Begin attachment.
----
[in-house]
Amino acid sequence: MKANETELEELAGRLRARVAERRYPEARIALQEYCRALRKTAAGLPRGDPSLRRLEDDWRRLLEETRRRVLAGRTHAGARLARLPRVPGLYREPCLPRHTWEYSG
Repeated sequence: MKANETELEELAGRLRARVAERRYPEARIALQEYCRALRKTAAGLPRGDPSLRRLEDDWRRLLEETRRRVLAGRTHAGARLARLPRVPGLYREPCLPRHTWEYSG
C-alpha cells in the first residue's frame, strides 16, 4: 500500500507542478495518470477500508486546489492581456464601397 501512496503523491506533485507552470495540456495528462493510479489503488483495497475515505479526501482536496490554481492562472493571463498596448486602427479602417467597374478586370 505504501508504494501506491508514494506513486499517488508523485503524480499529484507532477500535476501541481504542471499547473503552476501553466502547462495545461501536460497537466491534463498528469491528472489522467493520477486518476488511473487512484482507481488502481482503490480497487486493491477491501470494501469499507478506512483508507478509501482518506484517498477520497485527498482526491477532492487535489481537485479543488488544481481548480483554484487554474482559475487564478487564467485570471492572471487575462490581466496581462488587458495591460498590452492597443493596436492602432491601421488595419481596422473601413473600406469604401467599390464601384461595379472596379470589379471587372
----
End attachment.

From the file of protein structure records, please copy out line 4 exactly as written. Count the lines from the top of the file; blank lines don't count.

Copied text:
C-alpha cells in the first residue's frame, strides 16, 4: 500500500507542478495518470477500508486546489492581456464601397 501512496503523491506533485507552470495540456495528462493510479489503488483495497475515505479526501482536496490554481492562472493571463498596448486602427479602417467597374478586370 505504501508504494501506491508514494506513486499517488508523485503524480499529484507532477500535476501541481504542471499547473503552476501553466502547462495545461501536460497537466491534463498528469491528472489522467493520477486518476488511473487512484482507481488502481482503490480497487486493491477491501470494501469499507478506512483508507478509501482518506484517498477520497485527498482526491477532492487535489481537485479543488488544481481548480483554484487554474482559475487564478487564467485570471492572471487575462490581466496581462488587458495591460498590452492597443493596436492602432491601421488595419481596422473601413473600406469604401467599390464601384461595379472596379470589379471587372